Live Updates from Portland, OR
First of all, I won't dance around this: I'm only 10 weeks in on my 52 Week Project. Which I began in January. We're 17 weeks into the year, and I'm lagging behind! However, that's why I decided to break down a yearly photographic challenge into weeks, not days. I can spend more time on each project and have the luxury of falling behind. Plus, it gives me a chance to go on a photographic rampage and make several projects out of it. The first such opportunity for this is coming up tonight, as I'll be hopping on a plane to Portland, Oregon.
The short answer here is 'often'. The longer answer is that Portland -- and Oregon at large -- is one of the greatest parts of the country if you're in any way inclined to step outside every now and then. Plus, no, it does not rain all the time -- the summers (and luckily, this week) are always quite nice! I won't bore you with a history lesson, nor feed you with meaningless facts like what a Benson bubbler is, but any cursory image search will clue you in: it's a haven for a landscape photographer and hiker. And automotive enthusiast.
Without further ado, I'm going to be updating this blog post with the occasional photo here and there from throughout the week, thanks to the awesome Squarespace Blog app. Off I go!
Despite the fact that my rental car is a Chevy Sonic (no offense to Sonic owners), I led off my trip with one of the best drives I've ever taken. I left Portland bright and early (REALLY early) thanks to jet lag, and was treated to an extremely quiet stretch of Highway 26 straight from Portland to the coast.
I couldn't have asked for a better day to see the Pacific ocean for the first time. More photos to come!
Instead of fighting to rid myself of jet lag, I think I'm going to fight to keep it. The payoff is that I'll be able to keep waking up very early - as I did today - to avoid the majority of fellow tourists. It worked out wonderfully for a visit to Multnomah Falls, the second highest waterfall in America and all-around amazing location in the Columbia River Gorge. All of my waterfall shots are on my Fujifilm and will be edited upon arrival home. I gotta say, though...they came out great. There really isn't a very humble way to say that.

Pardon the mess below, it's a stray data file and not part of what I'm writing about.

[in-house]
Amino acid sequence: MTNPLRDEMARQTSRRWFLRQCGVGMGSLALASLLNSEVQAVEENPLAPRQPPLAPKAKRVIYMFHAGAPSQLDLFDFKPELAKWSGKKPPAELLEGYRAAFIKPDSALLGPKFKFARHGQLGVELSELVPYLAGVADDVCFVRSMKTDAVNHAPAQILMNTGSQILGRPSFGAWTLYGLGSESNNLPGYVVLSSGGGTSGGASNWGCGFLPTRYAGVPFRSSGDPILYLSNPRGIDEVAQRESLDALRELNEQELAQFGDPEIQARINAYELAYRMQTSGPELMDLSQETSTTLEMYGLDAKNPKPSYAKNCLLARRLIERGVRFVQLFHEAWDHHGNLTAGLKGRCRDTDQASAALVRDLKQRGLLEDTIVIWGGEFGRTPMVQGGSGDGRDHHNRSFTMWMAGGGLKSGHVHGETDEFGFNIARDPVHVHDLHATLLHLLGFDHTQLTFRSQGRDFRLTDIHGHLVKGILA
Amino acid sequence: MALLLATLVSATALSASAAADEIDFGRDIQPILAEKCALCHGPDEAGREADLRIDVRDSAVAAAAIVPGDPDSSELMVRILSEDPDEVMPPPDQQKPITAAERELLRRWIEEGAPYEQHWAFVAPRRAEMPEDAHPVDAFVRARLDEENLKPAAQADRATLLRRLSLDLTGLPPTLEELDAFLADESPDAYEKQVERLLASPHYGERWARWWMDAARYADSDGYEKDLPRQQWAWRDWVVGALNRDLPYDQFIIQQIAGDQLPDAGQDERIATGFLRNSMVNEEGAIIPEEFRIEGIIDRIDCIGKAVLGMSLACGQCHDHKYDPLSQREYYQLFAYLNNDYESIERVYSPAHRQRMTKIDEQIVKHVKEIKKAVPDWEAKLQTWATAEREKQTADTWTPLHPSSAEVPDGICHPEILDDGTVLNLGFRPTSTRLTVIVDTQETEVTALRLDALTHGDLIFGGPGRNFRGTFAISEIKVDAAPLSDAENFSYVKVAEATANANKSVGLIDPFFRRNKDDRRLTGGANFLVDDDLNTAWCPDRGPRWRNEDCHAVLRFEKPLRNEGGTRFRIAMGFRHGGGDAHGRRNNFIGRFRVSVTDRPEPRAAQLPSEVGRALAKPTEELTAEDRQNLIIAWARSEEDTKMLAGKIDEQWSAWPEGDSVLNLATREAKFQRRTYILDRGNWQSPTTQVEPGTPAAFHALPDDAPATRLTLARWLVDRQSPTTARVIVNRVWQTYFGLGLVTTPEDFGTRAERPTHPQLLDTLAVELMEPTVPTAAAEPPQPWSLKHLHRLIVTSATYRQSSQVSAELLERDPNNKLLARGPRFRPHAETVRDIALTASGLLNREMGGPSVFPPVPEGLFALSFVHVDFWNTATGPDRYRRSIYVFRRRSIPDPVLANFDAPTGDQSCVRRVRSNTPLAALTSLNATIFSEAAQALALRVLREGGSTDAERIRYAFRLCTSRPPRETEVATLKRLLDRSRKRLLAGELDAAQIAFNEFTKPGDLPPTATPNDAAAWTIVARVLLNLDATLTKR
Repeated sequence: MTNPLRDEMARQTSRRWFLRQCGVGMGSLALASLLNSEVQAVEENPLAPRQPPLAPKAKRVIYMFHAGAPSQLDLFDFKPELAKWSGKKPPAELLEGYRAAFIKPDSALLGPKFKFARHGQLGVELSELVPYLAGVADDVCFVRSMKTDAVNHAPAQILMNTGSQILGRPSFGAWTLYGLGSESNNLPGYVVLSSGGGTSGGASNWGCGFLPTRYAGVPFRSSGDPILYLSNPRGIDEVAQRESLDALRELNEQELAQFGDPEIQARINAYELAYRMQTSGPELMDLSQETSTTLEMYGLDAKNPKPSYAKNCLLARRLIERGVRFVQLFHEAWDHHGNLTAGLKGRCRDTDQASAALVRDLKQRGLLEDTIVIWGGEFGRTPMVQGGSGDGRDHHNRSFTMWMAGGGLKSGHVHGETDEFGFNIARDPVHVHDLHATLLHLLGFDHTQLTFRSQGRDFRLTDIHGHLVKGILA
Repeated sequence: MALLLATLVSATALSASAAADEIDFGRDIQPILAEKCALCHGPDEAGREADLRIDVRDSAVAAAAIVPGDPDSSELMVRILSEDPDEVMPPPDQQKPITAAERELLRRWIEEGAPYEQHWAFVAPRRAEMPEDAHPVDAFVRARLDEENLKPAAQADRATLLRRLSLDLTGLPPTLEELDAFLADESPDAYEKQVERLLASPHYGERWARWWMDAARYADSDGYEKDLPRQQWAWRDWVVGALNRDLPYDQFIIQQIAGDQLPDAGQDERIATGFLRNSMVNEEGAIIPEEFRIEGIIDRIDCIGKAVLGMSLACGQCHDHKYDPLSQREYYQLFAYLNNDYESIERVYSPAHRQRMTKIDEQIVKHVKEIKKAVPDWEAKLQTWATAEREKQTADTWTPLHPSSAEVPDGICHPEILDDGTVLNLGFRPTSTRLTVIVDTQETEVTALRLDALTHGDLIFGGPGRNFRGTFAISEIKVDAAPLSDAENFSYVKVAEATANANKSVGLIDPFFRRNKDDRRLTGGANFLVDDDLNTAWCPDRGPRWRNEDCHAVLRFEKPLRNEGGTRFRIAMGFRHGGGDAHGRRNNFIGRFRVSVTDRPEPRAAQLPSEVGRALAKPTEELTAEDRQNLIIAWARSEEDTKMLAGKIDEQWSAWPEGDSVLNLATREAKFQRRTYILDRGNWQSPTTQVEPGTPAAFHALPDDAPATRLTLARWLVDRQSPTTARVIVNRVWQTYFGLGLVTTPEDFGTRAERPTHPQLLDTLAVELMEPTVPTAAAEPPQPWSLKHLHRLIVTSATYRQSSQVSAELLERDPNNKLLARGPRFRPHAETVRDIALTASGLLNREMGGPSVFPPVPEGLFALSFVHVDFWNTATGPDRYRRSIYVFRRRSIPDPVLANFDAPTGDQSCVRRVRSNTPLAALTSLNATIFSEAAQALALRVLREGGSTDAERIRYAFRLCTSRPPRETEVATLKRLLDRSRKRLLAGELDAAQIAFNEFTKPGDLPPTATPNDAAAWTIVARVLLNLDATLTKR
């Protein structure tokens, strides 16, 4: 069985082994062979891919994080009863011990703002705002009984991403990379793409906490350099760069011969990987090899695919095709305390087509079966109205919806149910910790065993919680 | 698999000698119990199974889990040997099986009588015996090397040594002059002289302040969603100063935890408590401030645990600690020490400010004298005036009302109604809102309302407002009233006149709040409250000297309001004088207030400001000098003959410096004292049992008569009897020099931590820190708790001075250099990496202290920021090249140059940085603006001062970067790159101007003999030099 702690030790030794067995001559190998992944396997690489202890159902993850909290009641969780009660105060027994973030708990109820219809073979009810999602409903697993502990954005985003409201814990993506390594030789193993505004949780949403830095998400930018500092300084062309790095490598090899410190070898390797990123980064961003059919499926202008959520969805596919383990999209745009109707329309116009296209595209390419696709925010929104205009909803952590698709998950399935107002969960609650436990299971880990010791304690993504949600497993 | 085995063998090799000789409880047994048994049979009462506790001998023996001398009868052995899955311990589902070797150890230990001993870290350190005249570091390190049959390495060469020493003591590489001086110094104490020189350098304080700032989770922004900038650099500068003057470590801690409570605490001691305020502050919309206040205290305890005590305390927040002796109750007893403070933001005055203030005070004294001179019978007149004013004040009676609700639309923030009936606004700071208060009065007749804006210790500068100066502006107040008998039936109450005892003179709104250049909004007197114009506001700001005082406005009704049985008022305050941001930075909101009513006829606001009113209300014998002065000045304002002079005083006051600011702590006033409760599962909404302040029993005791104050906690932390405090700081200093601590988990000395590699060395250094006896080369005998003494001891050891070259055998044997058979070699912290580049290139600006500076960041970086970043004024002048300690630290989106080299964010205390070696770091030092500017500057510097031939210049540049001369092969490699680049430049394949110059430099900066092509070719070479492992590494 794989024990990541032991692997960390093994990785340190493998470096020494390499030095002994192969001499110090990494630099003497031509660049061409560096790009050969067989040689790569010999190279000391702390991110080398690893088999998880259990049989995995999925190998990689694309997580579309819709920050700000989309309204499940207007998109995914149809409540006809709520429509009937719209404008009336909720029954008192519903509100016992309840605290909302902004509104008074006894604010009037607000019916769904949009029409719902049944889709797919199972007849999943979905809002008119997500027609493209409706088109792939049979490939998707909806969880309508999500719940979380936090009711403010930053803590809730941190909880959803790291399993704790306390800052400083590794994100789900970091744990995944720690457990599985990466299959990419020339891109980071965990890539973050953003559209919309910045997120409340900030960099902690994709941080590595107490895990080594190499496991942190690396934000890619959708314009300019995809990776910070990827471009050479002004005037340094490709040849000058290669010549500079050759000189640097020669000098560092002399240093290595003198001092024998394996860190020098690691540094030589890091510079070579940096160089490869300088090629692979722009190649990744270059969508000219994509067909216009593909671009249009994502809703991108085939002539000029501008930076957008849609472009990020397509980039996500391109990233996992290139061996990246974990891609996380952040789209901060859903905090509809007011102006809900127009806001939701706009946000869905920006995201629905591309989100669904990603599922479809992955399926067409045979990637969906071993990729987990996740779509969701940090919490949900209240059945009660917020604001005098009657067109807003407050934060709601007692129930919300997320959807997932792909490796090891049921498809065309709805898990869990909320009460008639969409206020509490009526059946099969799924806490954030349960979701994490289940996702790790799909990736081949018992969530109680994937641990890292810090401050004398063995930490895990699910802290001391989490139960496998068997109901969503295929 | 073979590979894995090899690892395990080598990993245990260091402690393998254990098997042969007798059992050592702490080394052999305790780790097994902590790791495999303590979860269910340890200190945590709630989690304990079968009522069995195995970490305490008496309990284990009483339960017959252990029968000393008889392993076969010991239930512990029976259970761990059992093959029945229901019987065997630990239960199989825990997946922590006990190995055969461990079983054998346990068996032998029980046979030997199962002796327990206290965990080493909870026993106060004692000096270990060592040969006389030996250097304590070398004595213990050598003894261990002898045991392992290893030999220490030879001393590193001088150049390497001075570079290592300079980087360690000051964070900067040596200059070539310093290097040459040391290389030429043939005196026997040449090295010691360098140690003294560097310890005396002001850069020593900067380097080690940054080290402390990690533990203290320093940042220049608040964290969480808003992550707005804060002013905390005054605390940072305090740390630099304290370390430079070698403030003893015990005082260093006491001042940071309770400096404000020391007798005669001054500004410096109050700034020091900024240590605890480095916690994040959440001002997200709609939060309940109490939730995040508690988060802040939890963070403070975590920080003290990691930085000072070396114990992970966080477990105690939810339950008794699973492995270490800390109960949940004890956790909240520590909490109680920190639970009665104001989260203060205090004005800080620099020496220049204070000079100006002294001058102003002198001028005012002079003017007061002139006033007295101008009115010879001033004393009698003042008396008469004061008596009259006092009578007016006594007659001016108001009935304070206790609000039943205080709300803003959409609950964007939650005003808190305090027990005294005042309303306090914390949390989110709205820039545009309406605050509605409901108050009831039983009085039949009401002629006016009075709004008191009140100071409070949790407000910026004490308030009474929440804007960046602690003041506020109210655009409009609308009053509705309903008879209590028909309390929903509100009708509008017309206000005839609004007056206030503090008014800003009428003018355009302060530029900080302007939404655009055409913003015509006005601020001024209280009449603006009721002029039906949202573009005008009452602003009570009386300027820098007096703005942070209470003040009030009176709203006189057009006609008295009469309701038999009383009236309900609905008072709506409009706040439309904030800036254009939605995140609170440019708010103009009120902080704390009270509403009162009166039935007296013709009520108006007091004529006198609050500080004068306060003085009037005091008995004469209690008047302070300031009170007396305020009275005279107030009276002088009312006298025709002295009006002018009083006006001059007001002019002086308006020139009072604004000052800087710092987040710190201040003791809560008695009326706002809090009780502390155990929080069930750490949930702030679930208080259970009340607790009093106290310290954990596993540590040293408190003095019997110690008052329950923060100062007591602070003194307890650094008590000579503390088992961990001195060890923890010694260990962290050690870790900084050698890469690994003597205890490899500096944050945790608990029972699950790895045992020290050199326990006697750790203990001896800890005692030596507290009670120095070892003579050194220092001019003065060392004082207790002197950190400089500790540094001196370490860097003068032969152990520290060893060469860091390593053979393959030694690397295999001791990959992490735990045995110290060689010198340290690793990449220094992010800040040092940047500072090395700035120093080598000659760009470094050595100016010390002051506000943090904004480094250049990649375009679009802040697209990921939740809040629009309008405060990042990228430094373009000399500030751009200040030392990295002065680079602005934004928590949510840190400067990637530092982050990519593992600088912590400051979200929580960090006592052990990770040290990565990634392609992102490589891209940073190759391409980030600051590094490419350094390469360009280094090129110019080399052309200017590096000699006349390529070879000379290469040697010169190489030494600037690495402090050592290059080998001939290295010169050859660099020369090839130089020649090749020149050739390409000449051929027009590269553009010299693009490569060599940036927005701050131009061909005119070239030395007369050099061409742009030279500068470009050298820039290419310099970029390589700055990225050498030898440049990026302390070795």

The Portland Japanese Garden was next, and man...I need a Japanese garden in my life every day (insert cliche 'modern life is so hectic' rant here). I picked up a book on Zen because, well, why not. Learning new things (and 'all profits go towards Garden maintenance') is cool. As above, I got a few neat shots on my dedicated camera and I'll have them up in the coming weeks. Part of me wants another Macbook Pro to edit and share these photos on fly, but part of me doesn't. I didn't come here to spend hours color correcting and editing in my hotel room.
My "outdoors" checklist is wrapped up! I drove an hour and a half each way to Mount Hood, which looks deceptively close against the Portland skyline. Being from the comparatively flat New Jersey will do that to you, I suppose. The drive there is largely unremarkable until Route 26 begins cutting through the Cascade mountain range; suffice to say that it gets MUCH better looking at that point. The GoPro was set up against my windshield, capturing the entire drive up, so I really can't wait to get home and begin editing it together into a timelapse.
The above shot was taken on the "Magic Mile" ski lift, located right next to the famous Timberline Lodge, which is already 5,000 feet in elevation. The ski lift reaches another mile up the mountain, planting you at 7,000 feet and in the reaches of some serious wind. Bring chap stick.
And, finally, one of the best grilled cheese sandwiches I've ever had.
There likely won't be many updates for tomorrow; Friday may bring some new photos, though. We'll see! The trip is already beyond the halfway mark. Unreal.